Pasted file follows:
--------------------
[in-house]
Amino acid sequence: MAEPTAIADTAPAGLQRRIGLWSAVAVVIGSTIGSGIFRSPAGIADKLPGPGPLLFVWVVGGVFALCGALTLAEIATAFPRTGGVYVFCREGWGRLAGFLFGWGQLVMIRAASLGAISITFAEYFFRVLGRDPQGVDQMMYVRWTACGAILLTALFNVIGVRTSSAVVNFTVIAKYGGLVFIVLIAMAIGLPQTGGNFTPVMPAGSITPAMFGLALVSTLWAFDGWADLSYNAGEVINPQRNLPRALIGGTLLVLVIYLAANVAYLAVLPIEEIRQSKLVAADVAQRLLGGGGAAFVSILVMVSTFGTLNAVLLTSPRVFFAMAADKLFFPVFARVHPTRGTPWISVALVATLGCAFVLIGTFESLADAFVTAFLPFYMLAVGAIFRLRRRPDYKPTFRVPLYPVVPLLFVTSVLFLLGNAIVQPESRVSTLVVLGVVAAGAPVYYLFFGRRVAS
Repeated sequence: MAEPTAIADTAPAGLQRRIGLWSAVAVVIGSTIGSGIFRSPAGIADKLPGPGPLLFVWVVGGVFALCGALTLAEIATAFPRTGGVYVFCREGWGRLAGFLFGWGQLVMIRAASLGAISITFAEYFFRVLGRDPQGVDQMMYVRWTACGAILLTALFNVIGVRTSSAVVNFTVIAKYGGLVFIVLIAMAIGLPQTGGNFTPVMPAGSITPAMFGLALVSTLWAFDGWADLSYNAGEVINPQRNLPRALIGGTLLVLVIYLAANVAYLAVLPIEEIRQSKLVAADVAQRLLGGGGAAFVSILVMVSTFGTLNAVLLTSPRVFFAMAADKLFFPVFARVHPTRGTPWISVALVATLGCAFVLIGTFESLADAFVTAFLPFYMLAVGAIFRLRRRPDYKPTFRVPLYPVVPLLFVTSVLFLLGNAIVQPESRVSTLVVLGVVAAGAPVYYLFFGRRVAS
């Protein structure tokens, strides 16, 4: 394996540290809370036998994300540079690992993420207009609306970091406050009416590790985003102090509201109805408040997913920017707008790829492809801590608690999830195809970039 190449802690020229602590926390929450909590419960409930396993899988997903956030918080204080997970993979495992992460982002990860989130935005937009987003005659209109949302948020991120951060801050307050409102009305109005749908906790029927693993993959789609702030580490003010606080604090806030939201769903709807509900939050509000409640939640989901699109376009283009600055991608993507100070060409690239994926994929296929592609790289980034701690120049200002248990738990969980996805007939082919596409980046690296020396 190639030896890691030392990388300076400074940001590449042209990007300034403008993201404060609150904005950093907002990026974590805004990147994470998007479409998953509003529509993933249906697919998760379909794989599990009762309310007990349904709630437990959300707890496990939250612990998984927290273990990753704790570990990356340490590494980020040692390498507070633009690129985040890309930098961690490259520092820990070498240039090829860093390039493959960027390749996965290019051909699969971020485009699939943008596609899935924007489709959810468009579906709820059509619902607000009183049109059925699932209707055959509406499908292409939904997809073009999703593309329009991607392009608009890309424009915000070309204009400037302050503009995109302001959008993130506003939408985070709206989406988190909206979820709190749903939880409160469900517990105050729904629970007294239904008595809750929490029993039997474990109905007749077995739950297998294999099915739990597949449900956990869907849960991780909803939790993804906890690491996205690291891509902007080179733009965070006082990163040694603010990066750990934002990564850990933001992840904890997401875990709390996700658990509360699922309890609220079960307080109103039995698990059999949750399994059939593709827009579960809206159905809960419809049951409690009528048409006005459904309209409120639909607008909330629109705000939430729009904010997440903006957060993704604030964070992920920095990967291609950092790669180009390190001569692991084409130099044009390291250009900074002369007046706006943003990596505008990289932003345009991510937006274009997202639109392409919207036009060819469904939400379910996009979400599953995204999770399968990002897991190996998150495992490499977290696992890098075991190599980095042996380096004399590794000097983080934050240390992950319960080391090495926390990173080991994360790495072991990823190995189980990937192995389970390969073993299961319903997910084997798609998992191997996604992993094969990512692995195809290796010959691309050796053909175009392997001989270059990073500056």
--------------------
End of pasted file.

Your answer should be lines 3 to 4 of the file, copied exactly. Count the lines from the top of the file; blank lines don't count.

Repeated sequence: MAEPTAIADTAPAGLQRRIGLWSAVAVVIGSTIGSGIFRSPAGIADKLPGPGPLLFVWVVGGVFALCGALTLAEIATAFPRTGGVYVFCREGWGRLAGFLFGWGQLVMIRAASLGAISITFAEYFFRVLGRDPQGVDQMMYVRWTACGAILLTALFNVIGVRTSSAVVNFTVIAKYGGLVFIVLIAMAIGLPQTGGNFTPVMPAGSITPAMFGLALVSTLWAFDGWADLSYNAGEVINPQRNLPRALIGGTLLVLVIYLAANVAYLAVLPIEEIRQSKLVAADVAQRLLGGGGAAFVSILVMVSTFGTLNAVLLTSPRVFFAMAADKLFFPVFARVHPTRGTPWISVALVATLGCAFVLIGTFESLADAFVTAFLPFYMLAVGAIFRLRRRPDYKPTFRVPLYPVVPLLFVTSVLFLLGNAIVQPESRVSTLVVLGVVAAGAPVYYLFFGRRVAS
């Protein structure tokens, strides 16, 4: 394996540290809370036998994300540079690992993420207009609306970091406050009416590790985003102090509201109805408040997913920017707008790829492809801590608690999830195809970039 190449802690020229602590926390929450909590419960409930396993899988997903956030918080204080997970993979495992992460982002990860989130935005937009987003005659209109949302948020991120951060801050307050409102009305109005749908906790029927693993993959789609702030580490003010606080604090806030939201769903709807509900939050509000409640939640989901699109376009283009600055991608993507100070060409690239994926994929296929592609790289980034701690120049200002248990738990969980996805007939082919596409980046690296020396 190639030896890691030392990388300076400074940001590449042209990007300034403008993201404060609150904005950093907002990026974590805004990147994470998007479409998953509003529509993933249906697919998760379909794989599990009762309310007990349904709630437990959300707890496990939250612990998984927290273990990753704790570990990356340490590494980020040692390498507070633009690129985040890309930098961690490259520092820990070498240039090829860093390039493959960027390749996965290019051909699969971020485009699939943008596609899935924007489709959810468009579906709820059509619902607000009183049109059925699932209707055959509406499908292409939904997809073009999703593309329009991607392009608009890309424009915000070309204009400037302050503009995109302001959008993130506003939408985070709206989406988190909206979820709190749903939880409160469900517990105050729904629970007294239904008595809750929490029993039997474990109905007749077995739950297998294999099915739990597949449900956990869907849960991780909803939790993804906890690491996205690291891509902007080179733009965070006082990163040694603010990066750990934002990564850990933001992840904890997401875990709390996700658990509360699922309890609220079960307080109103039995698990059999949750399994059939593709827009579960809206159905809960419809049951409690009528048409006005459904309209409120639909607008909330629109705000939430729009904010997440903006957060993704604030964070992920920095990967291609950092790669180009390190001569692991084409130099044009390291250009900074002369007046706006943003990596505008990289932003345009991510937006274009997202639109392409919207036009060819469904939400379910996009979400599953995204999770399968990002897991190996998150495992490499977290696992890098075991190599980095042996380096004399590794000097983080934050240390992950319960080391090495926390990173080991994360790495072991990823190995189980990937192995389970390969073993299961319903997910084997798609998992191997996604992993094969990512692995195809290796010959691309050796053909175009392997001989270059990073500056």